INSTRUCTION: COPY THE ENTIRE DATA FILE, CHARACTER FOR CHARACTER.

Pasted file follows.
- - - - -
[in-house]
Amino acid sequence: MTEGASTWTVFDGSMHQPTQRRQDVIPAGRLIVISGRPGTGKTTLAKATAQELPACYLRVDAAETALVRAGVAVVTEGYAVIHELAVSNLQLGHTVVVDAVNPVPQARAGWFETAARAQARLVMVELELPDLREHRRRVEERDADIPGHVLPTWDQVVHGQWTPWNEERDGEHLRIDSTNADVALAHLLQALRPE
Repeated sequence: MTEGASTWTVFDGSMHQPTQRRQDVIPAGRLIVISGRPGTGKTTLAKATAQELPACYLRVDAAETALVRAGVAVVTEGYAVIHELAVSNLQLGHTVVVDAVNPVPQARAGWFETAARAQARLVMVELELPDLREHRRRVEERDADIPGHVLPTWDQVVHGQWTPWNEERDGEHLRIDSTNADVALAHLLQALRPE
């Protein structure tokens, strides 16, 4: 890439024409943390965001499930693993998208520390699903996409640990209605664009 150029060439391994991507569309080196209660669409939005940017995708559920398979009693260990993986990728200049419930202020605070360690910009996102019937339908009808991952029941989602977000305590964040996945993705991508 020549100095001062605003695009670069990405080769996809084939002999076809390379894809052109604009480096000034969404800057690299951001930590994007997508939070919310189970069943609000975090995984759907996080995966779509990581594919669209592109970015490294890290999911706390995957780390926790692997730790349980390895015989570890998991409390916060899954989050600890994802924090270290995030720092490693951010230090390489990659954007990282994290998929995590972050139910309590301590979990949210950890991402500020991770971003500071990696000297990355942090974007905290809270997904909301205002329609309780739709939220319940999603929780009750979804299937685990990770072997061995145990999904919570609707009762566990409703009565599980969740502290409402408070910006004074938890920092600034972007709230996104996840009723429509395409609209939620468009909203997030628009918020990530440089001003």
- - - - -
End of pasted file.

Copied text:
[in-house]
Amino acid sequence: MTEGASTWTVFDGSMHQPTQRRQDVIPAGRLIVISGRPGTGKTTLAKATAQELPACYLRVDAAETALVRAGVAVVTEGYAVIHELAVSNLQLGHTVVVDAVNPVPQARAGWFETAARAQARLVMVELELPDLREHRRRVEERDADIPGHVLPTWDQVVHGQWTPWNEERDGEHLRIDSTNADVALAHLLQALRPE
Repeated sequence: MTEGASTWTVFDGSMHQPTQRRQDVIPAGRLIVISGRPGTGKTTLAKATAQELPACYLRVDAAETALVRAGVAVVTEGYAVIHELAVSNLQLGHTVVVDAVNPVPQARAGWFETAARAQARLVMVELELPDLREHRRRVEERDADIPGHVLPTWDQVVHGQWTPWNEERDGEHLRIDSTNADVALAHLLQALRPE
């Protein structure tokens, strides 16, 4: 890439024409943390965001499930693993998208520390699903996409640990209605664009 150029060439391994991507569309080196209660669409939005940017995708559920398979009693260990993986990728200049419930202020605070360690910009996102019937339908009808991952029941989602977000305590964040996945993705991508 020549100095001062605003695009670069990405080769996809084939002999076809390379894809052109604009480096000034969404800057690299951001930590994007997508939070919310189970069943609000975090995984759907996080995966779509990581594919669209592109970015490294890290999911706390995957780390926790692997730790349980390895015989570890998991409390916060899954989050600890994802924090270290995030720092490693951010230090390489990659954007990282994290998929995590972050139910309590301590979990949210950890991402500020991770971003500071990696000297990355942090974007905290809270997904909301205002329609309780739709939220319940999603929780009750979804299937685990990770072997061995145990999904919570609707009762566990409703009565599980969740502290409402408070910006004074938890920092600034972007709230996104996840009723429509395409609209939620468009909203997030628009918020990530440089001003």